I had the fortune of being raised in paradise. My hometown of Punta Gorda, Florida showed me every day was a miracle, and it was because of my time there and the relationship I built with the world around me that I decided to become an environmentalist.
Growing up in Punta Gorda, it was not uncommon to see the neighborhood bobcat on the way to school or to stop driving to help a turtle cross the road. In my community, wildlife lived so close to us that they didn’t fear human interaction. For years there was a family of rabbits that lived in the woods behind my house. Frequently, we would leave produce for them, and in turn they would play right at our pool gate. These early experiences living on the Florida coast taught me that as humans we are not separate from the environment, we are part of it.
But in Summer 2004, a handful of days before my 10th birthday, Hurricane Charley, a Category 4 storm, hit my small coast town, destroying my home, my sense of security and my view of the world around me.
We often had hurricanes in Florida, but not many so severe. Before Charley, the last major hurricane to hit land was in 1992. Charley was the first major hurricane of the 2004 season, where the unseasonably warm waters caused storms to veer into the Gulf of Mexico and hit southwest Florida. I lived through four hurricane seasons before Charley, but this was the first hurricane I experienced where I saw how the waters of the gulf could level an already flat area and cause flooding up to the rooftops.
Hurricane Charley made me realize how fragile the world around me truly was. I was living in a rural coastal society where it didn’t seem wasteful to have cars as the main mode of transportation, or to run the air conditioning 24/7. Just because we were so connected to the environment didn’t mean we were actively trying to protect it. It wasn’t until after Charley came through that I realized that maybe our way of living had partly caused the destruction we experienced.
The destruction of this ecosystem caused many native Florida species to flee our side of the gulf in order to survive. The tree loss in my community was great enough that local and migratory birds flew farther south to find habitable areas. Some species of wildlife have yet to return, and the interaction between animals and humans I once cherished became sparse.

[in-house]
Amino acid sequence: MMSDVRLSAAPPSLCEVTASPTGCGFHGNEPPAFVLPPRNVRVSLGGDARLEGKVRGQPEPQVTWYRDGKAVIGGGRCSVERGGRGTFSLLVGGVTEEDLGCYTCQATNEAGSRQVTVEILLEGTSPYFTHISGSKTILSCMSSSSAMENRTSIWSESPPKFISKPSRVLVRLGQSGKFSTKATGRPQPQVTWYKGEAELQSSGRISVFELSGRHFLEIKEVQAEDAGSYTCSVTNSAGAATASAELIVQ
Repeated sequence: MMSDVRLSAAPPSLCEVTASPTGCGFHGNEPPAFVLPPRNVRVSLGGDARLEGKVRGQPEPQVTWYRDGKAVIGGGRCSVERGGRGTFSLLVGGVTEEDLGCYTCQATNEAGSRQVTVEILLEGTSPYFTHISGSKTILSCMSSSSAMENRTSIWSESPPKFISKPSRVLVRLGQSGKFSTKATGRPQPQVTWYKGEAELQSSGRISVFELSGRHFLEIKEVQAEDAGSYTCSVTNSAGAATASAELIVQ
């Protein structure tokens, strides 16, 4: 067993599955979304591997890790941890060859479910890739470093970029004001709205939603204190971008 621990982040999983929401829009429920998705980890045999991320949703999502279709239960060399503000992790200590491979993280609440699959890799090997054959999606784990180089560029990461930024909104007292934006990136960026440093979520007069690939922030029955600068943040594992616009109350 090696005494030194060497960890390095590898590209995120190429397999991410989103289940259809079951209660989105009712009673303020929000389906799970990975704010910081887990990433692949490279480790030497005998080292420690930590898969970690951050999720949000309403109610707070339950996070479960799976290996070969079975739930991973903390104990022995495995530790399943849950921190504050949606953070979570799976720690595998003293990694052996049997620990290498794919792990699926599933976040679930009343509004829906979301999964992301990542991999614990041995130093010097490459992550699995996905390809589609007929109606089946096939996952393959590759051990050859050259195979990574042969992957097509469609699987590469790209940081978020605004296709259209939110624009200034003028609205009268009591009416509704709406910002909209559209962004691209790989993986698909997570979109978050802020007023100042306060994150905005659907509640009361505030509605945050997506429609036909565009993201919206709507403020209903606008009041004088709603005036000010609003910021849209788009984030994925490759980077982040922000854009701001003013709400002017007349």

When Charley hit, I started to more deeply understand the world in which we live. I was so insulated in my community that the world never felt unsafe, but then everything I knew got wiped away by the hurricane. Suddenly my world didn’t seem safe, and even now 12 years later, I still have nightmares about the storm.
I still hate the smell of pine. My home was surrounded by Florida pine trees, and now every time I smell pine I remember the scared girl I was, standing in my driveway after the storm passed, the sound of ambulances in the distance, the smell of pine fresh in the air. It is in the memory of Charley and the fears I faced that I am constantly reminded to protect the environment from the type of devastation I saw following the storm. As an environmental studies major, my focus is on the interaction between humans and the world, and how we can change our policies to protect the environment we are destroying. And when I graduate next year, I plan to go to law school, so I can one day help implement policy to conserve and protect the environment I grew to love in Florida.
My world might have been destroyed years ago, but it has since been rebuilt and evolved. It’s time society changes its ideas on environmental policy, so we can protect the environment, and communities we love.
I grew up in paradise, and now I’m trying to make sure that everybody else does, too.
Chelsea Williams can be reached at email@example.com.